Line Kristensen is a former Head of Strategic Campaign Planning for the Conservative Party. She has worked with numerous new political parties and movements across America, Europe, Middle East and Africa, and currently works for NationBuilder.
Social media is under ever-increasing scrutiny with Facebook, Twitter and others under pressure to regulate.
In the last week, Twitter has decided to ban political advertisements and Facebook pulled the Government’s MyTown campaign for being too political. In this climate, how can you still run winning digital campaigns?
Digital campaigning is an ongoing conversation
You need to optimise their digital engagement and advertisement to focus on data collection. A visit to your’s website, a tweet, or Facebook post is just the start of a conversation with the recipient, not the end.
By asking people to take actions like signing a petition, joining a local email list, or filling in a survey, your campaign can continue to communicate with people throughout the campaign and afterwards (providing they collect the relevant consent to do so) without having to pay for it each time. This is how you can fight some of the current mistrust in politicians.
Encourage peer-to-peer sharing
The most inexpensive and effective way of running an impactful digital campaign is by leveraging the party’s existing supporters. By asking supporters to share out content about the campaign or relevant victories, and to reach out to other community members and encourage them to sign up to hear more from the campaign, you capitalise on an organic outreach opportunity.
Have an action-based website
Gone are the days where people visited a website to read all the content in great detail. Now you must ensure that all items such as news stories, campaign pledges, and events are brief in copy, and encourage visitors to engage.
If you are posting a story about keeping the local fire station open, then they should also ask people to sign the petition at the same time. If there is a story about a visit to a local business, then they should also use it as an opportunity to ask visitors to nominate another business to visit.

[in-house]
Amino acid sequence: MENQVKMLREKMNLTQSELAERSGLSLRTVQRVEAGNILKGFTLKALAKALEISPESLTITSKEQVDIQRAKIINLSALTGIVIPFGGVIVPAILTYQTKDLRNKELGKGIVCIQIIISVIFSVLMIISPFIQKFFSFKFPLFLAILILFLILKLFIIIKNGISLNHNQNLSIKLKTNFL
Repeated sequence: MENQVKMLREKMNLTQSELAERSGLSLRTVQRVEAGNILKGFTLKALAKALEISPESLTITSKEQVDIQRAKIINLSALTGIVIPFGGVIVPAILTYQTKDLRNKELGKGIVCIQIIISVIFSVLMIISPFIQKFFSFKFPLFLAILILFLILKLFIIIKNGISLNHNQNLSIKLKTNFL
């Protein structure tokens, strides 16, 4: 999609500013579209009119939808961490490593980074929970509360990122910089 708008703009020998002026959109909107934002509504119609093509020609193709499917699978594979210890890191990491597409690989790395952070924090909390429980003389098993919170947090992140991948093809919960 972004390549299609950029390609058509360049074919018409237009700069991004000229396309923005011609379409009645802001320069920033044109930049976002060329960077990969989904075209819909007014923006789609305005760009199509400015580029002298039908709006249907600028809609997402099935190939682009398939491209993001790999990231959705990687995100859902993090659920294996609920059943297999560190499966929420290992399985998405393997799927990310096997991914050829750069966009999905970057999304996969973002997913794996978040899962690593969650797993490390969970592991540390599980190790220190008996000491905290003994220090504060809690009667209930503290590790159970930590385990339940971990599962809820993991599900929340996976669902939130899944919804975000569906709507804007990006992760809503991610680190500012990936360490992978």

Email reputation is everything
When it comes to getting emails into voters’ inboxes, reputation is everything. Internet service providers like Gmail, Hotmail, and Yahoo look at historic performance to predict future behaviour.
This means if a good amount of people are opening campaign emails and clicking on the links, then the campaign’s emails are more likely to end up in people’s inboxes rather than their junk folders.
To get the best performance, you should target their emails by subject and engagement, and only email people who have opened emails recently.
Emailing old lists of disengaged supporters increases the likelihood that they won’t open the emails, might not have given clear consent to receive the email, or might mark the email as spam (as they can’t remember signing up). It is also a major red flag for internet service providers if the email addresses on your list are no longer in use.
Targeting is a good thing
People have short attention spans. Most of them only spend four minutes per week consuming political information, so it’s best not to waste time by talking to them about things they might not care about.
If you’re smart you should offer people the option to tell them what policy areas they are interested in when they subscribe to their mailing list, and you should then email people based on this information and what actions their subscribers have previously taken.
You should not be scared away from running digital campaigns in a climate where there is ever-increasing regulation. Instead, smart campaigns should engage with their community about the issues that matter to them.